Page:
C3: Voices from the Field “We love C3 because it leads to behavior change, not just knowledge,” say educators from the EAT.RIGHT.NOW. nutrition education program in the Philadelphia school district. “The curriculum is set up to draw in students, build on their personal experiences, and provoke discussion. Students in sixth to ninth grade tend to have more control over their food choices; C3 helps them apply what they learn when they visit their corner stores and fast food places.
“Teachers love the lessons because they are hands-on and don’t just wag a finger at students. Rather, they build knowledge and empower students to make their own choices. C3 is about gaining the ability to make better choices by setting small attainable goals, keeping track, and seeing where you stand – rather than feeling that you have to be perfect or tackle big sweeping changes.”
“C3 helped my students gain a basic understanding of nutrition and how their habits affect their health,” says seventh grade Michigan teacher Aleta Damm. “Students are unaware of the influences on their eating and exercise habits. C3 gives me the vehicle to provide my students with important information in a meaningful way. It involves lots of discussions, sharing of experiences, talking through scenarios, and thinking out loud. The hands-on experiences help students visualize concepts, and there is a lot of personal reflection.
“The activity that used homemade Play Dough to help students visualize how much fat and sugar are in everyday foods was eye awakening for them. We were then able to have some good discussions and we referred back to these often. I hope their experiences will create lifelong habits down the road.”
What influences our food and activity choices? What do we notice about the food labels on packaged snacks? How can we balance the food energy we take in with the physical energy we expend? These are some of the questions that middle school students tackle when their teachers use Choice, Control, & Change (C3), the newest curriculum guide in the Linking Food and the Environment Series (LiFE) published by Teachers College at Columbia University and the National Gardening Association.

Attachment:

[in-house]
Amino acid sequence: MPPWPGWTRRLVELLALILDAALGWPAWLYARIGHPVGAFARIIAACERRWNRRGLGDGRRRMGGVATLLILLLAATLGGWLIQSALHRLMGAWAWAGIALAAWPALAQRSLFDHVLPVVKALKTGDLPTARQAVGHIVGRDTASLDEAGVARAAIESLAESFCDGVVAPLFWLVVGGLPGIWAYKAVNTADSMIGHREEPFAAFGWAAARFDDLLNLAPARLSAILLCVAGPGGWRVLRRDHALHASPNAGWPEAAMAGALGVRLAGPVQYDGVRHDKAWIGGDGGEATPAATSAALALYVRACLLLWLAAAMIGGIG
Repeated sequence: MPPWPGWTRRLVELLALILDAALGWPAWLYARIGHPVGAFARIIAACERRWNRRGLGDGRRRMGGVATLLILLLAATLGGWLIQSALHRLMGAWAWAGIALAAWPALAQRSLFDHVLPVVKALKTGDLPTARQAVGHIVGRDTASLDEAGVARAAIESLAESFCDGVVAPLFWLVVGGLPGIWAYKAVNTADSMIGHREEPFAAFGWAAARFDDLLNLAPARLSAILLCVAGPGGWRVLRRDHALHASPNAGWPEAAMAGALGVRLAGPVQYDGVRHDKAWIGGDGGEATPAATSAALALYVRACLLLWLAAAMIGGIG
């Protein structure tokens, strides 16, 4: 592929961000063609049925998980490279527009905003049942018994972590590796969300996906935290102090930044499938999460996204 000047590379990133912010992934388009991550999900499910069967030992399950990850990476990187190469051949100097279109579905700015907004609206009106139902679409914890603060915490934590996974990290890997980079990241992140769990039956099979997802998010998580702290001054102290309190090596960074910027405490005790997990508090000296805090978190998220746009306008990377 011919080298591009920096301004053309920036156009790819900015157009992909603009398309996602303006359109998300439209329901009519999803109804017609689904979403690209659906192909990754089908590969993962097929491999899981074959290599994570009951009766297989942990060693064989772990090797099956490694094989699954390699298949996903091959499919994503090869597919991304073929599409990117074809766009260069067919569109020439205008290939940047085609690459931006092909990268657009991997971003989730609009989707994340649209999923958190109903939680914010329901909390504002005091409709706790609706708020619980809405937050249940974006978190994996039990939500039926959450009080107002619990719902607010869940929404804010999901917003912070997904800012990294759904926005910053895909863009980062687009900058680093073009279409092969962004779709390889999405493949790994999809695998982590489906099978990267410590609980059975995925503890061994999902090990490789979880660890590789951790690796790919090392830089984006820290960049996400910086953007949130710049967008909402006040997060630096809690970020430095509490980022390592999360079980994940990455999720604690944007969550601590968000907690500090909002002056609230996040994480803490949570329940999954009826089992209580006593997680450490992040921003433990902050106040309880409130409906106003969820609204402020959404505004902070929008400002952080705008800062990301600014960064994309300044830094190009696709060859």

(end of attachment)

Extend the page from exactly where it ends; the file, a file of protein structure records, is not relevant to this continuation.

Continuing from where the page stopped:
One blooming schoolyard oasis offers solace, hope, and healing as it honors lives lost in an urban community. Elsewhere, an annual Memorial Day planting ceremony becomes a springboard for discussing what peace can look like in daily life. Across the country – and beyond – schoolyard and community gardens have been created or enhanced to serve as living memorials to people and ideals.
Objective: Students will explore and investigate different chemical concentrations to determine the dose-response for seed toxicity. They will gain an understanding of the basic principles of toxicology.
Time: 1 hour, plus time for observing the results of the investigation
1. As a class, list what the students think are the most important plants for their nation. Discuss why each of these plants may be on the list. Ask the students to give a general location of where these plants (regions and climates) are grown.
Elementary science teacher Steve Tomsik feels that it is his primary job to get his students into the garden as much as possible because of the great extensions between knowledge and exploration.
Right Side Box:
Nutrition Program Highlights
The school now maintains a partnership with Wellness in the Schools, an organization that has facilitated a gradual change in lunch meals, and provides chefs and cooking interns who work with cafeteria staff to prepare healthy lunches. The lunch menu now offers freshly prepared meals (including an occasional special lunch of grass-fed beef) with a daily salad bar. They have also held parent-lunch days to show how the lunches have improved.
The school sponsors a Harvest Day each year in October to showcase food harvested from the garden. Students enjoy a special lunch (with available garden produce), tasting tables, visits from local farmers, and Garden to School Café programs. Pictures of the Harvest Day can be seen on the school’s website.
Materials - Types of sugar (i.e., maple syrup, molasses, white sugar, brown sugar, honey), enough for each student to sample - Little House in the Big Woods by Laura Ingalls Wilder. Share Chapter 7: The Sugar Snow, pg. 117-130. An excellent account of tapping trees for maple sugar. ISBN: 978-0060797508
When Ginger Clarke’s kindergarteners participated in the harvesting of their first school garden, yanking zucchini was surely a highlight. But then came the taste test. “None of the kids liked it either raw or cooked,” says Ginger. Determined to find a way to get students to try the versatile vegetable, Ginger invited the class to use it to make bread from scratch. It was a hands-down hit. “The kids were amazed by how much they loved it,” she explains.
Kids Gardening and the National Gardening Association actively work with schools and communities across the country to provide educational resources and build gardens to promote health, wellness, and sustainability.